Palais Hardegg
1847
Johann Romano, August Schwendenwein

On the site of the ‘Admonter Hof’, a medieval building that had had several owners over the years, Maximilian Hard­egg commissioned Johann Romano and August Schwendenwein, the Ringstrasse era’s most successful residential architects, to design him an early historicist palace replete with Oriental­ized décor. The evolving role of the aristocracy is evident in the building’s arrangement: the owner and his family lived on the piano nobile; the other floors were leased – e.g., to the delegation of the Grand Duchy of Mecklenburg-­Schwerin-Strelitz.

In 1897 the palace was ac­quired by the ‘Österreichisch-­ungarische Bank’, located next door in Palais Ferstel: the bank had attempted to purchase Palais Hardegg back in 1955 in order to demolish it and have more room for Palais Ferstel. A design by Adolf Loos dating to 1919 proposes a high-­rise bank building in place of Palais Hardegg.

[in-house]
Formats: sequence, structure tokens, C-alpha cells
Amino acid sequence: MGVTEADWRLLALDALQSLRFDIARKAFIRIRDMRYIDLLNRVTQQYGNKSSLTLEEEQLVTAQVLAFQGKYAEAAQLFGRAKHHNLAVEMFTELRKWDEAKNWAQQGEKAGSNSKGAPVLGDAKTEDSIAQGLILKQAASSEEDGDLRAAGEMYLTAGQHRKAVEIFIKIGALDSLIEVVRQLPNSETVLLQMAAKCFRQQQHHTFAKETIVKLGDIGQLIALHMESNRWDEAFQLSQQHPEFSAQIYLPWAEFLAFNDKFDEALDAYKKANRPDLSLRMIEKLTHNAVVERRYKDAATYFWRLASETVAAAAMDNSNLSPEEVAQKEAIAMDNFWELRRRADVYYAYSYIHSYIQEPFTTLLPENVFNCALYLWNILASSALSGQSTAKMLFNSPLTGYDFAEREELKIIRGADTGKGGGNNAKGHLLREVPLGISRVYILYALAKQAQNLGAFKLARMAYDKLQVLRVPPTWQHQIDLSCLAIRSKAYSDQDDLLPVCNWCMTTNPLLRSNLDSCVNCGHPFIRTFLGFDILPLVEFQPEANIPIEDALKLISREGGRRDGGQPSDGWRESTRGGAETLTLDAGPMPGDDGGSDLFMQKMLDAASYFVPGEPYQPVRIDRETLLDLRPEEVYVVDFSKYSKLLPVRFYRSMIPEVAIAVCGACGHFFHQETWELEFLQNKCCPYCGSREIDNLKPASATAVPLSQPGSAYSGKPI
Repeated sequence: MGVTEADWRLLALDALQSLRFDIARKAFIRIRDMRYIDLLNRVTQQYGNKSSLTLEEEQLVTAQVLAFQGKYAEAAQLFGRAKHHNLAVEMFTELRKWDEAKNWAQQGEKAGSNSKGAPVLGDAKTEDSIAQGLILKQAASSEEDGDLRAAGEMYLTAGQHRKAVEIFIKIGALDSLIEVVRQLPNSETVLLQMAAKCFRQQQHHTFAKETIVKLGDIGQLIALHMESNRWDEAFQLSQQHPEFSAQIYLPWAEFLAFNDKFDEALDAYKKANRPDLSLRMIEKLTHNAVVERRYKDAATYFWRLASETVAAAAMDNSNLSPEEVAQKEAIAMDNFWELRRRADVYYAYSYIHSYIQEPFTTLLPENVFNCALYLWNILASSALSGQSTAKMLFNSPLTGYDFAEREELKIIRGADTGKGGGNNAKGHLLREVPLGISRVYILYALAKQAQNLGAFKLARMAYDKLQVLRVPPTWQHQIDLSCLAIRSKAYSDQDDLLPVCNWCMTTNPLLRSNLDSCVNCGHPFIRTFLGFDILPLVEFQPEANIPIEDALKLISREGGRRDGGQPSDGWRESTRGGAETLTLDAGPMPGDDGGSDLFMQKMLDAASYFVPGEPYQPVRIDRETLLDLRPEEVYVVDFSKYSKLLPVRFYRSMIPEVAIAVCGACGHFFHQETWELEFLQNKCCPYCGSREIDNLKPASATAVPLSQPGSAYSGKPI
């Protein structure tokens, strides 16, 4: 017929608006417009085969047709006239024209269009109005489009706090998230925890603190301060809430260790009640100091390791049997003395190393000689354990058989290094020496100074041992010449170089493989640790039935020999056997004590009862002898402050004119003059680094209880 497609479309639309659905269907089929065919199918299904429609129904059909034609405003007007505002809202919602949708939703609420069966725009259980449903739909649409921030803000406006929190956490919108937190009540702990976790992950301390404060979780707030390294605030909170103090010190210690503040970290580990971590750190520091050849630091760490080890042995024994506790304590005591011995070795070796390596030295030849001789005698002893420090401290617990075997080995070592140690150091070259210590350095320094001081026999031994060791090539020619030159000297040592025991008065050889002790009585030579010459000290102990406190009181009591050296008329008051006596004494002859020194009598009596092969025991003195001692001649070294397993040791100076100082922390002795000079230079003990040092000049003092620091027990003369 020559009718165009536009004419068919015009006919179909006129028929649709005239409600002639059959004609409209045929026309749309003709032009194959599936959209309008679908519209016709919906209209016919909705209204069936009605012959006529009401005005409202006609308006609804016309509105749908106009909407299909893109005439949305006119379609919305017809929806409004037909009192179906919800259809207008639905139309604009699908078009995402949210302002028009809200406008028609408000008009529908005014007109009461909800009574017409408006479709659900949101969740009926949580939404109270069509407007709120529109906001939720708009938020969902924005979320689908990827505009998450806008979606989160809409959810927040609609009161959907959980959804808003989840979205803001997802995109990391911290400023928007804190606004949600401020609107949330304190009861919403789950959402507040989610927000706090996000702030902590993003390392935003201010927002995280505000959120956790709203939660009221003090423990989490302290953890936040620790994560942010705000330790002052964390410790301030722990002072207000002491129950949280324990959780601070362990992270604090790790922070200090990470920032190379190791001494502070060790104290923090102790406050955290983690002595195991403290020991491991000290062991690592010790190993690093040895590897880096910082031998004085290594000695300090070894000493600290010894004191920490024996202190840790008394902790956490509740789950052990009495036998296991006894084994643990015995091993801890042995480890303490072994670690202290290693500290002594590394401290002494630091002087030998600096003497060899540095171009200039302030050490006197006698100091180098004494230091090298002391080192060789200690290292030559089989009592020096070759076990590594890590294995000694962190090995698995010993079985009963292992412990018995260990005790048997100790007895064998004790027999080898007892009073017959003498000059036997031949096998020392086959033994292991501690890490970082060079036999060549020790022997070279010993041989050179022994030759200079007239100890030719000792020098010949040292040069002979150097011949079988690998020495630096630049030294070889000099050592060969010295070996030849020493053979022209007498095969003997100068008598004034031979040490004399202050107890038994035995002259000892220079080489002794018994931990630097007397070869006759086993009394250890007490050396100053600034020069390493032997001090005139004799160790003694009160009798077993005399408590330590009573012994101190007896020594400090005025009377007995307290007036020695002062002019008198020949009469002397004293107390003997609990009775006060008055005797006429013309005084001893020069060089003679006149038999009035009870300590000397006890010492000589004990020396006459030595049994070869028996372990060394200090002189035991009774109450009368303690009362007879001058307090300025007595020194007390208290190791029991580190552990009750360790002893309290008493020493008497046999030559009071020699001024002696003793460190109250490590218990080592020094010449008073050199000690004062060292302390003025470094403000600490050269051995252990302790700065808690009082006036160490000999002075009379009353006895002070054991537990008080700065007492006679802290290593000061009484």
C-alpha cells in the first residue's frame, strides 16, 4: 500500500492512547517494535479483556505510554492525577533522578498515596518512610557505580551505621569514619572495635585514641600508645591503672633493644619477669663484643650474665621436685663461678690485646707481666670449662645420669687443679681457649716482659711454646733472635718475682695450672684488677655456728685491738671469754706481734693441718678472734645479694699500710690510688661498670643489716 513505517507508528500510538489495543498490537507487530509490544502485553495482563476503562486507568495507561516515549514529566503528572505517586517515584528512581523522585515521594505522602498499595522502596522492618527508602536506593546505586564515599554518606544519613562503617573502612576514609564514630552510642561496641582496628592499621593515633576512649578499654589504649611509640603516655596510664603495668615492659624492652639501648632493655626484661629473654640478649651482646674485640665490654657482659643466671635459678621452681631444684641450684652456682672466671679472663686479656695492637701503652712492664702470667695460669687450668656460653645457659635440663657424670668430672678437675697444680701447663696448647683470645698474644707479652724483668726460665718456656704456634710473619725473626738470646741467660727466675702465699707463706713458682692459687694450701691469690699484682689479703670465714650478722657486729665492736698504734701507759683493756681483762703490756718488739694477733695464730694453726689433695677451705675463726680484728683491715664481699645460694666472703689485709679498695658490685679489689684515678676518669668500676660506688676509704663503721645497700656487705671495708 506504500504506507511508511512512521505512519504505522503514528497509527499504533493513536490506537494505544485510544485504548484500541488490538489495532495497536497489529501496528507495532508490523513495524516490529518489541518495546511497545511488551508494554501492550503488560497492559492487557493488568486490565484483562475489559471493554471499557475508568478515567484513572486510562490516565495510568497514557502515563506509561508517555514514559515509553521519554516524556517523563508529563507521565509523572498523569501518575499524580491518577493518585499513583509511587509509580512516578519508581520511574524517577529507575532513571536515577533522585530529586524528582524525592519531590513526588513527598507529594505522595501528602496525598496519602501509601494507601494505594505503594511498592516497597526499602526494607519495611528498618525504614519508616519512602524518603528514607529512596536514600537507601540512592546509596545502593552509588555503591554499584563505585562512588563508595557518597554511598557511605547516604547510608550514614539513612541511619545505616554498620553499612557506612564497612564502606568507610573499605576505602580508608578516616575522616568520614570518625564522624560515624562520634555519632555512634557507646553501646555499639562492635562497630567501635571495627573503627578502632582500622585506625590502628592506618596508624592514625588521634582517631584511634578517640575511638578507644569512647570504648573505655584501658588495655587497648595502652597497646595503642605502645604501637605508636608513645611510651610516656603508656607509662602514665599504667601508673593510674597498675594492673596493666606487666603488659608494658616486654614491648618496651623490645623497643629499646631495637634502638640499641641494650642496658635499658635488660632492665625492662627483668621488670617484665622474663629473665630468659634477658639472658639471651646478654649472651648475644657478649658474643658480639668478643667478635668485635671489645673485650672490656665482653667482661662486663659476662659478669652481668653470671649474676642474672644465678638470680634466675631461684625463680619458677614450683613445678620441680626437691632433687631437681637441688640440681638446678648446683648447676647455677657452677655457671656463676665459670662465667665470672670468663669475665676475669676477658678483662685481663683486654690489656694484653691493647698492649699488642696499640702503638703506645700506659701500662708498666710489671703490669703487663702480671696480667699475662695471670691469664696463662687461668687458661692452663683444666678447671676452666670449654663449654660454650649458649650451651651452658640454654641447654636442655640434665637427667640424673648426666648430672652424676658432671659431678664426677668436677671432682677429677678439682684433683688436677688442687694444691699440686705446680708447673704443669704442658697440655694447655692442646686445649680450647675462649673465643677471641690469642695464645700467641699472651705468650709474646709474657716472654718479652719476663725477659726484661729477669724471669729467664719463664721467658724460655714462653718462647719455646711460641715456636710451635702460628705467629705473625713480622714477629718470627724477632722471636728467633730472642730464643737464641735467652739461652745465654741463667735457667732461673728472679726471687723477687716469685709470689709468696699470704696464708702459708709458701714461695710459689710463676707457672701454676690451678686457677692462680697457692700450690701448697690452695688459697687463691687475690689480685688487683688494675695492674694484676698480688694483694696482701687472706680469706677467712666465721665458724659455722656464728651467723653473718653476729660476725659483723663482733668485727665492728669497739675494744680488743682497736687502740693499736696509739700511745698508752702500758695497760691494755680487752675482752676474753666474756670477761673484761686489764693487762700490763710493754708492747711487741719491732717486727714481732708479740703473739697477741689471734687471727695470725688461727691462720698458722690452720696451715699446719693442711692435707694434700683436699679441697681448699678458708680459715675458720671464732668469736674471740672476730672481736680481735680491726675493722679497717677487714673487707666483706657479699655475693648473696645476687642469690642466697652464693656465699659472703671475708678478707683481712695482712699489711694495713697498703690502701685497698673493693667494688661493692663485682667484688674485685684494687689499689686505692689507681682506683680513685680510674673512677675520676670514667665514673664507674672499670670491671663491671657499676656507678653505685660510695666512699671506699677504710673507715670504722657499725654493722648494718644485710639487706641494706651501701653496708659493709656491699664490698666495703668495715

Just a few years later, follow­ing the relocation of the ‘National­bank’ to Otto-Wagner-­Platz, the palace was sold to the Anglobank. Palais Hardegg survived a number of other attempts to demolish it. More recently, ÖRAG, a real estate company, acquired the palace, restored it and leased it to different tenants, including the Ministry of Education.

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